Wednesday, March 22, 2006

Nadarajah v. Gonzales (9th Cir. - March 17, 2006)

I've got to be fair.

In the past, I've insulted various Ninth Circuit judges -- even ones I respect -- for taking too much time to issue an opinion, and for not acting expeditiously in light of the nature of the case. So if I do that, I am both happy and obliged to compliment someone when they deliberately decide a case quickly given the underlying circumstances presented by the appeal.

Which is precisely what Judge Thomas -- without fanfare or self-laudatory comments -- does here. When he was 17, Ahilan Nadarajah was repeatedly tortured in Sri Lanka. He promptly fled to the United States, and was detained upon his arrival here in October 2001. He moved for asylum, and tried to obtain his release from detention, but the government repeatedly opposed his requests and continuously attempted to deport him.

Nadarajah's case comes to the Ninth Circuit on a petition for habeas corpus. Judge Thomas cogently -- and entirely accurately -- explains the basic underlying facts of Nadarajah's case as follows: "Twice, the government’s arguments against the grant of immigration relief have been rejected and Nadarajah has been awarded relief by an immigration judge. This decision was affirmed by the Board of Immigration Appeals. Yet, the government continues to detain Nadarajah, who has now been imprisoned for almost five years despite having prevailed at every administrative level of review and who has never been charged with any crime."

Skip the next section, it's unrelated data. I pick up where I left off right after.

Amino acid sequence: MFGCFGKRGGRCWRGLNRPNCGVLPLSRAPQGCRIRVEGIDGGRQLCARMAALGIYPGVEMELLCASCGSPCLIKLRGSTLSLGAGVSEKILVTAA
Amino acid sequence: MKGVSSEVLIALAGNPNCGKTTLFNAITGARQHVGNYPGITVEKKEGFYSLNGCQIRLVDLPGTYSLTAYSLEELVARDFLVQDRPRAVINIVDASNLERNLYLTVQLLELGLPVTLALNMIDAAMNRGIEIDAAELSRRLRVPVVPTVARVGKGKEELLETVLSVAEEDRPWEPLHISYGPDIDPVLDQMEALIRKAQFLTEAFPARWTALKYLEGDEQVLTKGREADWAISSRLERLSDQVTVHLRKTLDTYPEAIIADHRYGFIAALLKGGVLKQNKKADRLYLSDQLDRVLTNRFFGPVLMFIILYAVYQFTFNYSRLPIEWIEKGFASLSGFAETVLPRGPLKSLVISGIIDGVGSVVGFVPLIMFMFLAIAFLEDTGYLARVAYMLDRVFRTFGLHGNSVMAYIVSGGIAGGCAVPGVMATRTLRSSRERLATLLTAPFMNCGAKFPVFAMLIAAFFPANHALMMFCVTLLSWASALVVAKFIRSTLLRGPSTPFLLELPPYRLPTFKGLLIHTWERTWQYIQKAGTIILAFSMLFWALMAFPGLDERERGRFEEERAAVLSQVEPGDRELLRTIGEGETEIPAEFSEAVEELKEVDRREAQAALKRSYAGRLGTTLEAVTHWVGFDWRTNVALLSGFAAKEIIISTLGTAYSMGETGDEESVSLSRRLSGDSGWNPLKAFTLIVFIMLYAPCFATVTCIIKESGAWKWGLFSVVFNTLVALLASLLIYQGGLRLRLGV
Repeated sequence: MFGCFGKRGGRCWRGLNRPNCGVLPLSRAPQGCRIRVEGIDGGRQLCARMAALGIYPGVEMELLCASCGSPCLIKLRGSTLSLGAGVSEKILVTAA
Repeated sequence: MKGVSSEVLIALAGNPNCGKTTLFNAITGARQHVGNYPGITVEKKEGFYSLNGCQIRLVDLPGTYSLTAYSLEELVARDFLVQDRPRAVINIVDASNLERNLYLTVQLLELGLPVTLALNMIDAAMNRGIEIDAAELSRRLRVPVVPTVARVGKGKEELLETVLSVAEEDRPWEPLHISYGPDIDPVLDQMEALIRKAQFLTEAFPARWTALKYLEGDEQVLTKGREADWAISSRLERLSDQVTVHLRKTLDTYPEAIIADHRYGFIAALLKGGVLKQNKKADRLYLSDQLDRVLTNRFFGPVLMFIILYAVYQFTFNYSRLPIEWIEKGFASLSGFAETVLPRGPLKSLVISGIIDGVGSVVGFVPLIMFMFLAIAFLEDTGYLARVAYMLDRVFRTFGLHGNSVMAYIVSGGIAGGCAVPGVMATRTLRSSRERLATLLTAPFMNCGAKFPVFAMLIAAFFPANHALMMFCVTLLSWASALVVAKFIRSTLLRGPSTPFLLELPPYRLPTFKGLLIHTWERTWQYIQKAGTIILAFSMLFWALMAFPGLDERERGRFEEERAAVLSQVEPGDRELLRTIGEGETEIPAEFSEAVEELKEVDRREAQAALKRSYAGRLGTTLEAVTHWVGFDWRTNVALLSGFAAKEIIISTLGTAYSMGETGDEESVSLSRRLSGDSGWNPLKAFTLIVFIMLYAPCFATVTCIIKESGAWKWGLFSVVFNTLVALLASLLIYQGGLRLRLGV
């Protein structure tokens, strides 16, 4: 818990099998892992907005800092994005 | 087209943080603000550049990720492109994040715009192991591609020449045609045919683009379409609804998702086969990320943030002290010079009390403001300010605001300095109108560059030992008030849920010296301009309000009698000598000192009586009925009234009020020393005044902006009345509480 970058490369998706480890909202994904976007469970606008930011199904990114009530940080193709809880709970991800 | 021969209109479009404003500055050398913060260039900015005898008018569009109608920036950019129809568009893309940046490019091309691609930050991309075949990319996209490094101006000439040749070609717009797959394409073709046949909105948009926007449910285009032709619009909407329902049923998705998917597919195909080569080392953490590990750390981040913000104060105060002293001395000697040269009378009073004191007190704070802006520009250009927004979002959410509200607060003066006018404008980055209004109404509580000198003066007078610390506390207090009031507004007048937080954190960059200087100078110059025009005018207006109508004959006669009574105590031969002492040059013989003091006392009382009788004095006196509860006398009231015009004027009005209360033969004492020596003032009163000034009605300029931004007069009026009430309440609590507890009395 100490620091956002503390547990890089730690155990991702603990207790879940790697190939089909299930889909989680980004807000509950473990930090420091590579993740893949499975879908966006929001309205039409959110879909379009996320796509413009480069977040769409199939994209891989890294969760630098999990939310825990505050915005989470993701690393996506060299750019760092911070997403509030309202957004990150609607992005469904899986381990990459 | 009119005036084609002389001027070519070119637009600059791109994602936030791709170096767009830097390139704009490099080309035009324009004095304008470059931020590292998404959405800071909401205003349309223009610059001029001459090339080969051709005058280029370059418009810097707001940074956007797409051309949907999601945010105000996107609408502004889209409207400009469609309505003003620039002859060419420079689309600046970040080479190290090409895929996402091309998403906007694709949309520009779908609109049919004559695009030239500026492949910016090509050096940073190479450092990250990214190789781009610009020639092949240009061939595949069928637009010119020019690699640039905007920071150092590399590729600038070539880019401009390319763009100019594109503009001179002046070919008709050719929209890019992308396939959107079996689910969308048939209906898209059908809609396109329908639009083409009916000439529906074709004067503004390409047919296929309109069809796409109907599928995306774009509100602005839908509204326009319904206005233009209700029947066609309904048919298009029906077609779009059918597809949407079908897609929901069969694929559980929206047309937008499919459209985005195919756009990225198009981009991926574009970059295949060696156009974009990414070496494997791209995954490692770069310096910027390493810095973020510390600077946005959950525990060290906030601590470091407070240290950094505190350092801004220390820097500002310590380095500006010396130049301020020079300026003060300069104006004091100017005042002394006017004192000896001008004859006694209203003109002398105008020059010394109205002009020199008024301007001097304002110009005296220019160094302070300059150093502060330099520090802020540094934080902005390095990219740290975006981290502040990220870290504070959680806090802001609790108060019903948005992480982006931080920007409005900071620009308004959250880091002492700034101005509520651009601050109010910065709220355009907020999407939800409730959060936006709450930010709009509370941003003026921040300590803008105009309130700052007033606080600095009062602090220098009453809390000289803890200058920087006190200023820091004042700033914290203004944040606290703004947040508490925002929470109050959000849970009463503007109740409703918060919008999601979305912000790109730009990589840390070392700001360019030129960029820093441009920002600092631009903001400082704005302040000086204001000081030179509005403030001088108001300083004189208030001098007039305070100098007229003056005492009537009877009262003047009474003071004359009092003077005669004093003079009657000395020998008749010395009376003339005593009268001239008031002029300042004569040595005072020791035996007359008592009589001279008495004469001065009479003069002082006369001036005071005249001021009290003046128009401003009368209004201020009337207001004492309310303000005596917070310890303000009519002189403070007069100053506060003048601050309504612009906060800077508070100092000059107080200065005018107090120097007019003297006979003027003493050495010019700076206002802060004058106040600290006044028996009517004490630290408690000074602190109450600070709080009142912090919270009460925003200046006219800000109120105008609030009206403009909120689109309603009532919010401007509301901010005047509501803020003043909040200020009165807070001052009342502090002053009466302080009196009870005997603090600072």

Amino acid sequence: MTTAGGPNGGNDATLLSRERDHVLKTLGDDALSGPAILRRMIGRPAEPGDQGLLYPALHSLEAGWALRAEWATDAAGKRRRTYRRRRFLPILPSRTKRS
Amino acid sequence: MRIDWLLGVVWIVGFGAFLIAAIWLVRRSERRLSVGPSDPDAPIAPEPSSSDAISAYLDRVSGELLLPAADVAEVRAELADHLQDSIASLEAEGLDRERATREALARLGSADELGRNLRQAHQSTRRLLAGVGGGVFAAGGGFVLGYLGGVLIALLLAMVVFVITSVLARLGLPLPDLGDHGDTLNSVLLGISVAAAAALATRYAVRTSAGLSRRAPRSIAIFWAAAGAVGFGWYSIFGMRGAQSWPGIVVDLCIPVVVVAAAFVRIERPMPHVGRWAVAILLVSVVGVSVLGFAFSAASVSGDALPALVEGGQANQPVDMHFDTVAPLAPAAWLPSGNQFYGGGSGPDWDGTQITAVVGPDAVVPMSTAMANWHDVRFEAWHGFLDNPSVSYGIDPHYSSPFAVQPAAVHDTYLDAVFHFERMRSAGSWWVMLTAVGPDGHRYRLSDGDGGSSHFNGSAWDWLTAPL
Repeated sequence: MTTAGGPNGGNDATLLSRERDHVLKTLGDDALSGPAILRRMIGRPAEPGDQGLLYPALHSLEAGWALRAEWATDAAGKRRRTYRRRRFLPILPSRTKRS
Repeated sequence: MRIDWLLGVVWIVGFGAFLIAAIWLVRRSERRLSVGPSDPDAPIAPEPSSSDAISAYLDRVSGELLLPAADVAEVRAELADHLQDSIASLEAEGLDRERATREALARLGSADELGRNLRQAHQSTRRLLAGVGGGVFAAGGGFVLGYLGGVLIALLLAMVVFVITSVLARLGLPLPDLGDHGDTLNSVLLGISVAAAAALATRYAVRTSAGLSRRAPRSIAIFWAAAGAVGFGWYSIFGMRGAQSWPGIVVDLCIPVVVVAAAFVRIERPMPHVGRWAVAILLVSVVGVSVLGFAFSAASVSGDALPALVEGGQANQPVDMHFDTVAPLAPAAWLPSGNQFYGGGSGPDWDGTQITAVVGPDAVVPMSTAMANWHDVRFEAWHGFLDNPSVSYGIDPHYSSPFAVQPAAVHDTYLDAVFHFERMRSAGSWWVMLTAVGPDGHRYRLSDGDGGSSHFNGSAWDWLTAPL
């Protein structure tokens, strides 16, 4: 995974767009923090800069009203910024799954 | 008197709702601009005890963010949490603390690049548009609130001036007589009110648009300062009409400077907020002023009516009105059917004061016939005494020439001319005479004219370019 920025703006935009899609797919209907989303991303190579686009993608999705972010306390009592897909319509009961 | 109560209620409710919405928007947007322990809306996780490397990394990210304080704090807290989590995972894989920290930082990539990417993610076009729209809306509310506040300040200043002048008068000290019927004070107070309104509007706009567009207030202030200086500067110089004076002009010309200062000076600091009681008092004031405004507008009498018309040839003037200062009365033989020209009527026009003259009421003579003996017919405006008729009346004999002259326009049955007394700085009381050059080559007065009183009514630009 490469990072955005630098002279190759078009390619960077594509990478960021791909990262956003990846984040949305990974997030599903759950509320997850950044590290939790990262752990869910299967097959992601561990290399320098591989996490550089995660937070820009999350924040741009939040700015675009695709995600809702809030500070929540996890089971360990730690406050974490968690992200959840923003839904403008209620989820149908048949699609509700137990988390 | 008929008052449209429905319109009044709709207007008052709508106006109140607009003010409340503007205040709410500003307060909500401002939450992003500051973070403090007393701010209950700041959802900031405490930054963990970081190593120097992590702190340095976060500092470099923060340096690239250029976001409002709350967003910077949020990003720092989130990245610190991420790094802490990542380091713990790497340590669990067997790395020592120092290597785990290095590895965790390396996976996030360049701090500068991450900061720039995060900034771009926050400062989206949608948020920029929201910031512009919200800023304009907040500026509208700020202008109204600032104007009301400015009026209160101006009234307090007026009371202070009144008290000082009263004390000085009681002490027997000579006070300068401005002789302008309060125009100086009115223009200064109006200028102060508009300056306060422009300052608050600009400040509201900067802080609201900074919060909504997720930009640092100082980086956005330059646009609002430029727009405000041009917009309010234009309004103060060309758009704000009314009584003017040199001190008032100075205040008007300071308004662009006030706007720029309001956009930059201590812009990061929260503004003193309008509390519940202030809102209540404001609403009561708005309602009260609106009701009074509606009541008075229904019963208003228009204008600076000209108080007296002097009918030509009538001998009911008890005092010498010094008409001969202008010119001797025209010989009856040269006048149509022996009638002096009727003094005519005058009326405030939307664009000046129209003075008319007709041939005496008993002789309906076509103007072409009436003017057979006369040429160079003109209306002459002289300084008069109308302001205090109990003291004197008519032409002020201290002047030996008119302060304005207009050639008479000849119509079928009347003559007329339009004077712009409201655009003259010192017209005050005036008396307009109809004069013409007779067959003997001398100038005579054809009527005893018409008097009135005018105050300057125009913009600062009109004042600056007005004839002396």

Needless to say, Judge Thomas not only grants the habeas petition, but also orders Nadarajah's immediate release. Less obviously, Judge Thomas also not only issues his opinion a mere 10 days after oral argument, but also orders its immediate issuance by the Clerk -- which is why the opinion is in the funky format rather than the more polished font in which Ninth Circuit slips are generally published.

Good job, Judge Thomas. Your opinion makes me proud of the Ninth Circuit (and you) today.